In a recent interview, Microsoft Technical Fellow Mark Russinovich noted that there's "a lot of discussion within Microsoft" about whether the company that makes Windows should also make PC hardware. It's a theme that Microsoft CEO Steve Ballmer touched on as well in a memo that was leaked to the press a few months ago. The big problem with that strategy is that Microsoft doesn't dare upset its business model by competing directly with its hardware partners. But maybe there's a way around that problem.
The Ed Bott Report
Get outspoken insights and expert advice on the products and companies that define today's tech landscape, from a source who knows these technologies inside and out.
Ed Bott is an award-winning technology writer with more than two decades' experience writing for mainstream media outlets and online publications.
Microsoft launched its Windows Genuine Advantage (WGA) anti-piracy program in early summer 2006. Its first year was, to put it charitably, a disaster. An epic fail. A big fat F on the year’s report card. Things didn't get much better in 2007, either, as a server failure and other outages unfairly labeled thousands of legitimate Windows customers as pirates. In the past year, Microsoft has revamped and re-engineered its WGA and Vista validations systems and processes. What did they do and what does it mean for you? I went back to the same data source I used in 2006 to measure Microsoft's performance and see whether they finally deserve a passing grade.
Yesterday I published my first look at the just-released Beta 2 of Internet Explorer 8. I got some great comments in the Talkback thread and via e-mail and thought it would be worth answering them here. Should you install IE8? Where can you download the correct code for your OS. Are there any special precautions you need to follow before installing the beta? Can it be uninstalled? I've got the answers to these and other questions.
The Beta 2 release of Microsoft's flagship web browser is packed with dozens of new usability and security features that will have an impact on just about every aspect of your browsing experience.
A few weeks ago, I noted the explosive growth in sales of 64-bit Windows in recent months and wondered aloud when Adobe plans to release a 64-bit Flash player. A commenter on that post suggested that Adobe was planning to unveil 64-bit support in its upcoming Flash 10 release, but I wasn't able to confirm that. This morning, a reader pointed me to an eyewitness report that Adobe has publicly demonstrated the Linux and FreeBSD versions of its new64-bit player at a recent event for Flash developers. Does this mean that 64-bit Windows is almost here?
Every time the conversation turns to Windows 7, the subject of WinFS comes up. This next-generation file storage software was cut from Windows Vista (and eventually killed completely) nearly four years ago. But it keeps reappearing on lists of features that people want to see in Windows 7. Why? WinFS made for great PowerPoint slides, but it was a terrible idea. Don't just take my word for it: Some of Microsoft's most experienced and respected developers agree.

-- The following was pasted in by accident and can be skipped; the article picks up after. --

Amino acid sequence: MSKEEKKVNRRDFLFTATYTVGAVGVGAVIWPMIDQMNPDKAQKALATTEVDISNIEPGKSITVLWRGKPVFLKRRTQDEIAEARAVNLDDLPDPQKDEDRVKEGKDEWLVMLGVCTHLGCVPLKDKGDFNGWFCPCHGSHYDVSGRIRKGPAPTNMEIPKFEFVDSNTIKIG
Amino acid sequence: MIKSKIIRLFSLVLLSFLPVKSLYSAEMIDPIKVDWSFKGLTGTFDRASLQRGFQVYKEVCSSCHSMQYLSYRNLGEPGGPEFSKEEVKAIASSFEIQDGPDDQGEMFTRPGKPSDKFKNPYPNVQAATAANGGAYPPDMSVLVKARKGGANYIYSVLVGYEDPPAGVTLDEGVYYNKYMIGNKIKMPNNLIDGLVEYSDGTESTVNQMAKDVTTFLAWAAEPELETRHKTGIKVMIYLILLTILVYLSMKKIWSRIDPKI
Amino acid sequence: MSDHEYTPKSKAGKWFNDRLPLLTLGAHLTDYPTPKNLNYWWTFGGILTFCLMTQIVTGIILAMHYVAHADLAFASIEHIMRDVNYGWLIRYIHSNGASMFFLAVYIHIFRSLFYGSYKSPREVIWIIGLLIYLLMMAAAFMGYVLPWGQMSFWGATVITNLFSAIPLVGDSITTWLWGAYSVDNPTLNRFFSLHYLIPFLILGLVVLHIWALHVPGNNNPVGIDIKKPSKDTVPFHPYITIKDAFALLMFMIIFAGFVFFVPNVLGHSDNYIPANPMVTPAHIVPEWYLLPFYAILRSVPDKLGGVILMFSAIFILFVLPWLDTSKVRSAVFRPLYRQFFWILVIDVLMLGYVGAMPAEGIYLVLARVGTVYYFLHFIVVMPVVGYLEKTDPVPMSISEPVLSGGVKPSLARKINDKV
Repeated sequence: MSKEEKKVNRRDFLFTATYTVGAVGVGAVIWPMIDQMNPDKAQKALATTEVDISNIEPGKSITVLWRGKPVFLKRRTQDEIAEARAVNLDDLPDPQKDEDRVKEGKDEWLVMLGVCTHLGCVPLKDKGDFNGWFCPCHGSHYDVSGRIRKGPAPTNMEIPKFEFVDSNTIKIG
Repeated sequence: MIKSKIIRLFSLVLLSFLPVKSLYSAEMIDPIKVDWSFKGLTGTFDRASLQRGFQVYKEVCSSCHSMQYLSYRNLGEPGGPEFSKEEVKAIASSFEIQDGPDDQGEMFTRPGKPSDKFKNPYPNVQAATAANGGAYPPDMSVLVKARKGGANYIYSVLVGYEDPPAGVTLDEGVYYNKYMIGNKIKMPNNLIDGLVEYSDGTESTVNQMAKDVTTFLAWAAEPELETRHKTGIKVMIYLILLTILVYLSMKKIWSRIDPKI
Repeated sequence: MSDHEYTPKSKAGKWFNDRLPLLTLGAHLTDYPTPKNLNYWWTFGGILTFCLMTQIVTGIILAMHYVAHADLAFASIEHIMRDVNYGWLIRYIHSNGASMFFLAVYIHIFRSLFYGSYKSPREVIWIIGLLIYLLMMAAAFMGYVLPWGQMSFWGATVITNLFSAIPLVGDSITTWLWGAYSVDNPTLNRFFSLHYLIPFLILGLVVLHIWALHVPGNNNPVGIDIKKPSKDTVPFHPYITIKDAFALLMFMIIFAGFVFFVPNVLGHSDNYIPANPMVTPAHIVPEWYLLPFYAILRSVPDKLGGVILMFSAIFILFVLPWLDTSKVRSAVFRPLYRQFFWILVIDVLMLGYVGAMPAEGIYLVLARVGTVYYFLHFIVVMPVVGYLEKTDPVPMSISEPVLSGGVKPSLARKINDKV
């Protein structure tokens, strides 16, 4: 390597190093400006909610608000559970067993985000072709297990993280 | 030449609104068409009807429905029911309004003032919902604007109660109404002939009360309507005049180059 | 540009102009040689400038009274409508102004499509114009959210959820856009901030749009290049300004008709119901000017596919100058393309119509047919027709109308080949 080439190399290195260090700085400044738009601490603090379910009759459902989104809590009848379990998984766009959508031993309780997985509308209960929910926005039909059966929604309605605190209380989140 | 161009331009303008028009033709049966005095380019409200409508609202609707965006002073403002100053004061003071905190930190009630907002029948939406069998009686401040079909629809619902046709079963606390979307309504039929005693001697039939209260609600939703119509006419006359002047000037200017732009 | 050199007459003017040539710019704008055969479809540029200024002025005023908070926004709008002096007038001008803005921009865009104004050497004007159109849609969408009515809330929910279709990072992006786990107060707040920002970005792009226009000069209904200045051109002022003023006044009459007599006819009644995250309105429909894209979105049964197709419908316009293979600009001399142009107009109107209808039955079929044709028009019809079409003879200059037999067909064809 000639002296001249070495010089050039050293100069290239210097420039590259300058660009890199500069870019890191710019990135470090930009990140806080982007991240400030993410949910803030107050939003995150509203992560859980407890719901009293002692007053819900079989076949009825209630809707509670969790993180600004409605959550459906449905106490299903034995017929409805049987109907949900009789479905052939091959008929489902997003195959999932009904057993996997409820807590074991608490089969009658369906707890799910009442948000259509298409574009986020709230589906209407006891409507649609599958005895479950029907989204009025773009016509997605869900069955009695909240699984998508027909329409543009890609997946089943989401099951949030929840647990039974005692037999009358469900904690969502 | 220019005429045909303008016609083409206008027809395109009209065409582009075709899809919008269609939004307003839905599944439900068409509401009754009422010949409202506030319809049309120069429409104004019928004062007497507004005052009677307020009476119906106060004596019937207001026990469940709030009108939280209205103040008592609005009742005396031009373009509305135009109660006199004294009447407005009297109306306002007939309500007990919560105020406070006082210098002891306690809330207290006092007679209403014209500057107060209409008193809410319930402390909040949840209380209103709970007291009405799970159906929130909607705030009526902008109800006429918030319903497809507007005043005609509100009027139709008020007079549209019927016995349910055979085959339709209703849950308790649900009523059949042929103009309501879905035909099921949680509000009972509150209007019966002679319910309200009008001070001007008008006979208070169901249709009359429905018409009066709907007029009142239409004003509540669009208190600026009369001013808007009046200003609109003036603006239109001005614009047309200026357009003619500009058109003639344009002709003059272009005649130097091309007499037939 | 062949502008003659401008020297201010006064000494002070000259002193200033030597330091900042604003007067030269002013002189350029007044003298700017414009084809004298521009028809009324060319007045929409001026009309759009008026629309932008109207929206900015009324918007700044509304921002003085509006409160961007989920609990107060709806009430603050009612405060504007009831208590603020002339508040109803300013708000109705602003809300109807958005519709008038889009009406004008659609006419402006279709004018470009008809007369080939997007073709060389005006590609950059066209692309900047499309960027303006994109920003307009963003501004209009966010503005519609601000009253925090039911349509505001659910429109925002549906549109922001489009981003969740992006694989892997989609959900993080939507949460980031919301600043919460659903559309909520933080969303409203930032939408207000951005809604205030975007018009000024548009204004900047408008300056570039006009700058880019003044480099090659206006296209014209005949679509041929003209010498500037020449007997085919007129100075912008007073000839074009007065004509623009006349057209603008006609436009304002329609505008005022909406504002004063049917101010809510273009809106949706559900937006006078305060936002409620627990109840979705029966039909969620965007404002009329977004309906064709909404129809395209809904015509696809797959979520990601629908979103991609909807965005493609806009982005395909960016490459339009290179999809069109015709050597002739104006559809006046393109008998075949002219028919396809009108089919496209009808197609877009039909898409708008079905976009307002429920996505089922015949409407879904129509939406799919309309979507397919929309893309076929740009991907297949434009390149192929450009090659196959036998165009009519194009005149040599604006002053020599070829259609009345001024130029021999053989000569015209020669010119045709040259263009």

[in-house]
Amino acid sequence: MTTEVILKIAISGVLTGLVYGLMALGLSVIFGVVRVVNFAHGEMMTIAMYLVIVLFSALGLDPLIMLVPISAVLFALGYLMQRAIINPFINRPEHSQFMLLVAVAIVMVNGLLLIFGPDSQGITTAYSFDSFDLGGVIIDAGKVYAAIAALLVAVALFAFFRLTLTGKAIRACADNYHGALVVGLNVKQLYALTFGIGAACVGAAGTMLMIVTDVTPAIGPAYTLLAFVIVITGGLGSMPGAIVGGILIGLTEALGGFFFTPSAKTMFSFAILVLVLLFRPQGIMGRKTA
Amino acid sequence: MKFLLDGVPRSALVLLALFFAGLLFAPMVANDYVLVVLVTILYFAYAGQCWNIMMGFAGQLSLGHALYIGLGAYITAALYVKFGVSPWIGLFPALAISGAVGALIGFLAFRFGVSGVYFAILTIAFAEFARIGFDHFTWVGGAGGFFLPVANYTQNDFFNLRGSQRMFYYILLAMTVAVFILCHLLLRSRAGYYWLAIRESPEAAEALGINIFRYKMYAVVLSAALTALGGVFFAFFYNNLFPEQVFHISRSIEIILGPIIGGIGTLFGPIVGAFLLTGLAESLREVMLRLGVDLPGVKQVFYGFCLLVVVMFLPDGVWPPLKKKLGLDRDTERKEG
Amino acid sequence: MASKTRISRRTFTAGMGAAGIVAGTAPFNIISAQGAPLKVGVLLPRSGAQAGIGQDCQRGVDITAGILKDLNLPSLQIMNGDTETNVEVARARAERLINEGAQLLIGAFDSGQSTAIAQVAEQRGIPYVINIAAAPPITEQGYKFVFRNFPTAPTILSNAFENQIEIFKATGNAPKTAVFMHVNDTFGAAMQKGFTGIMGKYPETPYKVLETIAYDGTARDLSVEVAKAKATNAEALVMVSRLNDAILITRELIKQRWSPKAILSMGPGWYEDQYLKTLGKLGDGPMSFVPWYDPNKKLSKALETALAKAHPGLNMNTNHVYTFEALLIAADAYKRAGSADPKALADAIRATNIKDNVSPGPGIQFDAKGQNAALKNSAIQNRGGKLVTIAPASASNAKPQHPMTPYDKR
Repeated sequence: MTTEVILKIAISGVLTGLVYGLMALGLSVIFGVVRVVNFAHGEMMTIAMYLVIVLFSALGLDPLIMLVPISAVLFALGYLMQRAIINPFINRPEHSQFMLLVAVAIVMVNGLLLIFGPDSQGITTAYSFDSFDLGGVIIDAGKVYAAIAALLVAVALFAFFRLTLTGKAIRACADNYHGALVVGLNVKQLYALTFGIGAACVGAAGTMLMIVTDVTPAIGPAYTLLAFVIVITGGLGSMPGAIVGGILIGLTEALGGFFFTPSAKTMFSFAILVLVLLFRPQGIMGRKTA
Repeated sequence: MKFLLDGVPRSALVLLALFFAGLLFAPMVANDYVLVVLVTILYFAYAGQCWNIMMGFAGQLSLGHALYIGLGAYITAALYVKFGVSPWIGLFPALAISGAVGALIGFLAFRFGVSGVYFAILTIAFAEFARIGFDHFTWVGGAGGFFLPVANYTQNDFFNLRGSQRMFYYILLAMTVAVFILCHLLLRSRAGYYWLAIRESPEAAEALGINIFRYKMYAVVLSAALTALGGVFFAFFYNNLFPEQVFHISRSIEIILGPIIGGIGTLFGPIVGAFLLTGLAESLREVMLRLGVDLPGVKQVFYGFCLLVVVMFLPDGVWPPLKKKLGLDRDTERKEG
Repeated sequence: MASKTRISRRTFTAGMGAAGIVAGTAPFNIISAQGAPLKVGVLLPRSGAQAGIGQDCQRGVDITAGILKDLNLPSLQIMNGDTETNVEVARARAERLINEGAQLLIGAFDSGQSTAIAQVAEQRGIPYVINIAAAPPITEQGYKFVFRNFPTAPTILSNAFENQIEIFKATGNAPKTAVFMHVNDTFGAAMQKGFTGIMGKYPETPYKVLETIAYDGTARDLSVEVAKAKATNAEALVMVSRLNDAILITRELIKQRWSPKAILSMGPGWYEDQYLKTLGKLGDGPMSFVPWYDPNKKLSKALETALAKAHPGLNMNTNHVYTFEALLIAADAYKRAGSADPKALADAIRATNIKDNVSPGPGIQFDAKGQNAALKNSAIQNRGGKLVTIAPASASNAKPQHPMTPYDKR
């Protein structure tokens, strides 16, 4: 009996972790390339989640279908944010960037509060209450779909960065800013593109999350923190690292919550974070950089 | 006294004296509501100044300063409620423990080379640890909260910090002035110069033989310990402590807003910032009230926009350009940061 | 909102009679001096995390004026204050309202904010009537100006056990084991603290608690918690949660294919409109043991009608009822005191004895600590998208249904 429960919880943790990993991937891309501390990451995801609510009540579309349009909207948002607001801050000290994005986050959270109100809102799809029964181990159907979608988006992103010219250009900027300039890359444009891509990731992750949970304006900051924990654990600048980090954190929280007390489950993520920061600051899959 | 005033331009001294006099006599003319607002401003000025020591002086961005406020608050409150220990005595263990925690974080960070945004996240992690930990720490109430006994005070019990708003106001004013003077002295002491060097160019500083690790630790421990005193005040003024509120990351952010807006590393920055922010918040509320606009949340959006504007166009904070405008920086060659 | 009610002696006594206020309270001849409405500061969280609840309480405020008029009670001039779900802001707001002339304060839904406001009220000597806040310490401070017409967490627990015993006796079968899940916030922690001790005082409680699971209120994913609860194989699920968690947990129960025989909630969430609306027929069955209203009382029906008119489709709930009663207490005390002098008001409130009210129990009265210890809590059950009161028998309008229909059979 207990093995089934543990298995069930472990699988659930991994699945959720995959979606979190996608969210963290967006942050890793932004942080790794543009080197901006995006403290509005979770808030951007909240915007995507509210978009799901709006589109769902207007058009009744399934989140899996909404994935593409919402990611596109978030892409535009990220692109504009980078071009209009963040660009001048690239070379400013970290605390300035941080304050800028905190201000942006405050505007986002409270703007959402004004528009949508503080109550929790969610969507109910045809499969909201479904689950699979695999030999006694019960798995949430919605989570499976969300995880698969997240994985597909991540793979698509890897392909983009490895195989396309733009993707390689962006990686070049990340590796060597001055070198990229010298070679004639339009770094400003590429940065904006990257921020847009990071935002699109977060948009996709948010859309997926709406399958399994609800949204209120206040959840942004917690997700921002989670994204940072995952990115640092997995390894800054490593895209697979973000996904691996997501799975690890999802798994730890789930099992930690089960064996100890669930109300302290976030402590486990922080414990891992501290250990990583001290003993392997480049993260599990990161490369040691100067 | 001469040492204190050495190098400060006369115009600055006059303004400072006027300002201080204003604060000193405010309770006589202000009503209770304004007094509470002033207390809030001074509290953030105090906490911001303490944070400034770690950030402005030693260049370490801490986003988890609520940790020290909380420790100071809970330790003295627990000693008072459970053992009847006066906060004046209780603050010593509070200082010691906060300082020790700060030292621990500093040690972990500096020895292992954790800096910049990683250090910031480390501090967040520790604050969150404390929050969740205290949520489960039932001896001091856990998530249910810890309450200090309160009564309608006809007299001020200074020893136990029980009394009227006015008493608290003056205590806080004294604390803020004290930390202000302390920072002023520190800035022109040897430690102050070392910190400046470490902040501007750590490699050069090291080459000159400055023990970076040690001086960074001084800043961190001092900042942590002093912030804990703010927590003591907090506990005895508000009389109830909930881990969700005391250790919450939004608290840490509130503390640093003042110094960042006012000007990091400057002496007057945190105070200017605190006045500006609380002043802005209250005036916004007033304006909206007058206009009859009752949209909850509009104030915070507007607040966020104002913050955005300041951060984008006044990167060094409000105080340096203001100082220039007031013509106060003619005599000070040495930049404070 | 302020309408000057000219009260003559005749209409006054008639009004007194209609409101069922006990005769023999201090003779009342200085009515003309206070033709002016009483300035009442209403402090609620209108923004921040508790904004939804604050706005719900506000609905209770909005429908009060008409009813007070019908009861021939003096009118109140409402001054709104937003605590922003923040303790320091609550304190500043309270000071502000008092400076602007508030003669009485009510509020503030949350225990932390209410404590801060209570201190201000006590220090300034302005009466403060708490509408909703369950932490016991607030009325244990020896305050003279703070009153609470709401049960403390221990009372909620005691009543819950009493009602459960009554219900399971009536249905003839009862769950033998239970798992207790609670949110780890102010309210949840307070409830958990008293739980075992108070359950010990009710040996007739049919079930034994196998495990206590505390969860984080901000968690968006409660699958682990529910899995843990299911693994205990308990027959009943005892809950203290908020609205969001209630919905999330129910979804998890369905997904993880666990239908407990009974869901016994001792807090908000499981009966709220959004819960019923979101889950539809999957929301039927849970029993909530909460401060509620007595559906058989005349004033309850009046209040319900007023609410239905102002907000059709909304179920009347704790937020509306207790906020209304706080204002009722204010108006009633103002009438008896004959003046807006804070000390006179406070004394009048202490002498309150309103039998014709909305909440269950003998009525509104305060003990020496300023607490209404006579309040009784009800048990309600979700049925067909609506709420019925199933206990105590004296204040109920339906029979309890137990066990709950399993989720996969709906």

Cynics see the new Engineering Windows 7 blog, which launched last week, as a pure PR play from Microsoft. Maybe. But in a 2000-word post yesterday, Windows boos Steven Sinofsky provided some more details about the development effort, including some clues as to what to expect in Windows 7. In his post, Sinofsky lists the 25 main "feature teams" working on the next version of Windows. I've rearranged that list into nine groups and outlined what I think are the main challenges facing each one.
The incredibly tight veil of secrecy around Windows 7 is about to lift, at least a little. After months of information lockdown, Microsoft is ready to begin talking about the next version of Windows. The first bits of information come from the very top, with a new blog written by the Microsoft Senior VPs in charge of Windows 7: Steven Sinofsky, who runs the Windows and Windows Live Engineering Group, and Jon DeVaan, who’s in charge of the Windows Core Operating System Division. The first post includes an explanation of why we've heard so little so far and the news that the real unveiling of Windows 7 will be in October at Microsoft's Professional Developers Conference.
Earlier today I published a lengthy blog post questioning some of the sensationalist conclusions raised in press coverage of a paper presented by Alexander Sotirov and Mark Dowd at last week’s Black Hat Conference in Las Vegas. This afternoon, I received an e-mail from Sotirov, who says he was "horrified by the lack of understanding displayed by the tech press when they covered the paper." He agreed to a follow-up interview, in which we discussed Microsoft's reaction to their research, how Windows users should respond to this news, and how they conducted field research into whether girls really are impressed by browser memory protection bypasses.
Oh dear. The Chicken Little contingent is out in full force. Break out your Kevlar helmets, everyone, because the sky is falling on Windows! At last week’s Black Hat conference in Las Vegas, researchers Alexander Sotirov and Mark Dowd presented a paper that outlined some new attack vectors they had discovered targeting some security features introduced in different versions of Windows XP and Windows Vista. Unfortunately, most people who read about Sotirov and Dowd’s work didn’t bother to read the technical paper. Instead, they relied on quick summaries, most notably the one provided by SearchSecurity, which was picked up by Slashdot and our own Adrian Kingsley-Hughes. Alas, those stories are wildly inaccurate and hopelessly sensationalized. Here's the real story.